Cycling South Africa has embarked on a project to recognise the historical role other cycling organisations like the South African Cycling Association (SACA) and the South African Cycling Board (SACB) played in the South African and international cycling context during the apartheid era.
Cycling SA President, William Newman, has initiated the project to recognise and honour people from the black cycling fraternity during the time of apartheid, and the project has been met with great interest from the cycling communities.
“Cycling in South Africa is steeped in history and we have to recognise all those who contributed meaningfully to the development of the sport during the dark days of apartheid. Cycling was a vibrant sport practised across the different race groups, with the SACB under the auspices of the macro body, the South African Council on Sport (SACOS) championing the cause of non-racial cycling. The SACOS-aligned cyclists and administrators stayed true to the principle of “No normal sport in an abnormal society”. The SACOS movement was relentless in their pursuit of a democratic South Africa using the only tool they had, their sport. The day that our late leader Nelson Mandela was released from prison signalled the dawn of a new democracy and paved the way for the SACOS fraternity to begin the sporting journey in a free and open manner.
“This project to recognise the past is long overdue and I look forward to us recognising all our heroes.”
Charles Beukes, who established and led the South African Cycling Board during the apartheid years, said: “People that for various reasons withdrew themselves from the sport that they once treasured and practised with great commitment have welcomed this initiative from Mr Newman and are keen to become involved again if and where needed.”
Beukes added that the project has also brought back fond memories about great rivalries on the tracks of Esselenpark, Dal Josafat, Gelvandale, Vygieskraal and De Beers.
“Cycling on the black side was well publicised but unfortunately it was covered in the supplements (for black people) of publications like Die Burger, Rapport and Sunday Times, and then also in the regional newspapers and this meant that whites who did not read these supplements did not realise how big cycling really was,” continued Beukes.
Cycling SA’s Youth, Transformation & Development Commission Director, Yster Xatasi, has been in contact with the former Bantu cycling body’s ex-Chairman, Victor Tembani. Tembani was committed to formalising the black cycling clubs in the Eastern Province (as it was known) and embarked on a very long cycling trip from Port Elizabeth to Johannesburg in 1975 to meet with Basil Cohen, who was very instrumental in organising cycling on the mines.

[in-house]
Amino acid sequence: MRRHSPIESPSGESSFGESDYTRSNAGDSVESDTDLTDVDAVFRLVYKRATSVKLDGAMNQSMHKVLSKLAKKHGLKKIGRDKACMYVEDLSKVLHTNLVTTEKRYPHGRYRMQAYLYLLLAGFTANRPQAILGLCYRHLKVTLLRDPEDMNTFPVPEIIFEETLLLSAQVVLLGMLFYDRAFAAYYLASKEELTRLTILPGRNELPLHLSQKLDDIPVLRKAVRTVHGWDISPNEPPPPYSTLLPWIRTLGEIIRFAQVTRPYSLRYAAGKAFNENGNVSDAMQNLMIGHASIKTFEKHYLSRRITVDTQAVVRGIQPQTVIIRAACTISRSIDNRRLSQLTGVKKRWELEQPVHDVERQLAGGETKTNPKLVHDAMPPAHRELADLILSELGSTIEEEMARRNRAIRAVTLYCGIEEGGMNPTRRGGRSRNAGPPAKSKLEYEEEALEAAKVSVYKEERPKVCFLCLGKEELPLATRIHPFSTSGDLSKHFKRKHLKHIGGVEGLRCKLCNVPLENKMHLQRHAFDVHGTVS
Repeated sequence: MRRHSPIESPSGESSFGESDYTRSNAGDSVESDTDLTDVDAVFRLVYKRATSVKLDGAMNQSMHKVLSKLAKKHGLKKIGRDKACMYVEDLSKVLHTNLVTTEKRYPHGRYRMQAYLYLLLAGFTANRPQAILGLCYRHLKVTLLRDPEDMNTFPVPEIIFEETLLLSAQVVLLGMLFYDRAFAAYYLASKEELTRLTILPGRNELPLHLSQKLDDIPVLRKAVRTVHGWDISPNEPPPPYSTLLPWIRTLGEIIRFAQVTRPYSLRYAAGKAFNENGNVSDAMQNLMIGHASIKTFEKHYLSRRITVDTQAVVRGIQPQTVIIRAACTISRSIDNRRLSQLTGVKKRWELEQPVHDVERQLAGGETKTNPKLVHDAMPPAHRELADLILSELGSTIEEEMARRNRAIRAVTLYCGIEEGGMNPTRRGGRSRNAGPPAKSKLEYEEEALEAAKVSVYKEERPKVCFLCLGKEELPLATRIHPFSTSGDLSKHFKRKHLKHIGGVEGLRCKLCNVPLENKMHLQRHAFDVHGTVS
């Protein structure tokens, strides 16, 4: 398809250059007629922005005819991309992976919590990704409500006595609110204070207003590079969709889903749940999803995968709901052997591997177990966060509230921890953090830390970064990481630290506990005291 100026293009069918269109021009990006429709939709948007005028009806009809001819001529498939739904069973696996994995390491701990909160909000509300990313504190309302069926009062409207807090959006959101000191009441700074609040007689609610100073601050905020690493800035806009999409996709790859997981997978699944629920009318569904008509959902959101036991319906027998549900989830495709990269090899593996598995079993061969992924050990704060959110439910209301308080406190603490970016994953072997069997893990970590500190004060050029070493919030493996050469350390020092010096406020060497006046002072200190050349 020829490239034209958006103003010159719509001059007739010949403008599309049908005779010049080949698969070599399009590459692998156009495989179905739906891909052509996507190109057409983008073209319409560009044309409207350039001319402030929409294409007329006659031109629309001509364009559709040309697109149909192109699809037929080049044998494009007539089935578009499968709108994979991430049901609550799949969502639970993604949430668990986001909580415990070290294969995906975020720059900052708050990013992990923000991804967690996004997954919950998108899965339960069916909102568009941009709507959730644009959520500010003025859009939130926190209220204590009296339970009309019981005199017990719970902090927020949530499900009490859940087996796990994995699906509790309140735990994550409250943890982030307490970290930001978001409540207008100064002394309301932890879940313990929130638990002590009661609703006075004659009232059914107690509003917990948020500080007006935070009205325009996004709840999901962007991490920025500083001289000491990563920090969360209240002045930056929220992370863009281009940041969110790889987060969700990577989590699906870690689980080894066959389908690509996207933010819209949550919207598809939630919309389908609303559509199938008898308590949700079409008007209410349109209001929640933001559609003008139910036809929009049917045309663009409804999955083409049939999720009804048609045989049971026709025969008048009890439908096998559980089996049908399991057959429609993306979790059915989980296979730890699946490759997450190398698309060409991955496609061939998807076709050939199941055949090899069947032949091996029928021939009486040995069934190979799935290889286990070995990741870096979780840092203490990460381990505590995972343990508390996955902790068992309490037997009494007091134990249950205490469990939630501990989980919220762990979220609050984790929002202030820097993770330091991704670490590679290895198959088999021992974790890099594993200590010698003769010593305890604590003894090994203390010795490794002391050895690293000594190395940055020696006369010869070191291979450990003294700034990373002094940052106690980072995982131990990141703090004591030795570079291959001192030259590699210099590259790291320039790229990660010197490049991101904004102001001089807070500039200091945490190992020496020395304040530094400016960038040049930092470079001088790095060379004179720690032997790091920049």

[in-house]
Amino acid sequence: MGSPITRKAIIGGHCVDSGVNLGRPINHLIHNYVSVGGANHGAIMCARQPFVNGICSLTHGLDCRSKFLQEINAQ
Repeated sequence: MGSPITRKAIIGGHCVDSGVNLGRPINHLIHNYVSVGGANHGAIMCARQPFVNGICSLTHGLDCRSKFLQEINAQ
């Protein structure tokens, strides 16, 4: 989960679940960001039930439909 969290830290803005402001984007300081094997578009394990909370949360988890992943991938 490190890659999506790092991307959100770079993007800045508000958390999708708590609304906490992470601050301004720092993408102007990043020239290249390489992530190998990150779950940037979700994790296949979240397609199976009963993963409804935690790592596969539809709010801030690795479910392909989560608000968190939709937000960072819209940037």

“Although we met, this was unsuccessful because of apartheid,” said Tembani in a clipping from his memoirs. “Today I am omitted from the development programmes by the EP Cycling Association and the SACF, regardless of my experience and contribution to cycling.”
Tembani’s cycling path began in 1967 and he joined Mercury Cycling Club in 1969 – the first non-white cycling club with the other one being Lightning Cycling Club. He then went on to form a club in Walmer in 1970, and three years later had teams in Newbrighton, Zwide, Zakhele and Soweto.
Xatasi has connected with Tembani in the hope that he can offer his valuable input to the new project at Cycling SA.
To encourage interaction going forward, Beukes has also created a Facebook Page on cycling memoirs where many of the newspaper stories and pictures from cycling’s heyday are reflected. “This has helped to get people interested in what we are doing and to come forward and provide information on the cycling greats of those days. People like the legendary 7 pursuitists – Worcester’s Koos Filanie and Paarl's Boet, Koos and Jackson Jantjies. People like WP's sprint sensations Hilmi Conrad and Sammy Davids, the Boland track greats like Magmudh Valley, Steven Benjamin and Chessie Pieterse; Ernest Hartell and Kevin Hoskins from KwaZulu-Natal; the Griqualand greats Dennis and John van Wyk and Mervyn Rhoda; and Ace Paarl sprint cyclist Naaim de Vos,” he said.
The Tour de Boland originated under Boland Cycling and Mr Newman was one of the participants in the first historic Schus Datsun Tour de Boland, which was managed by Mr Beukes and his Boland Executive in 1978.
“The nice part about this whole project is that for the first time now, there is a dedicated effort to document the history of South African Cycling amongst all South Africans and this due to this reconciliatory initiative from Mr Newman and his fellow administrators,” said Beukes.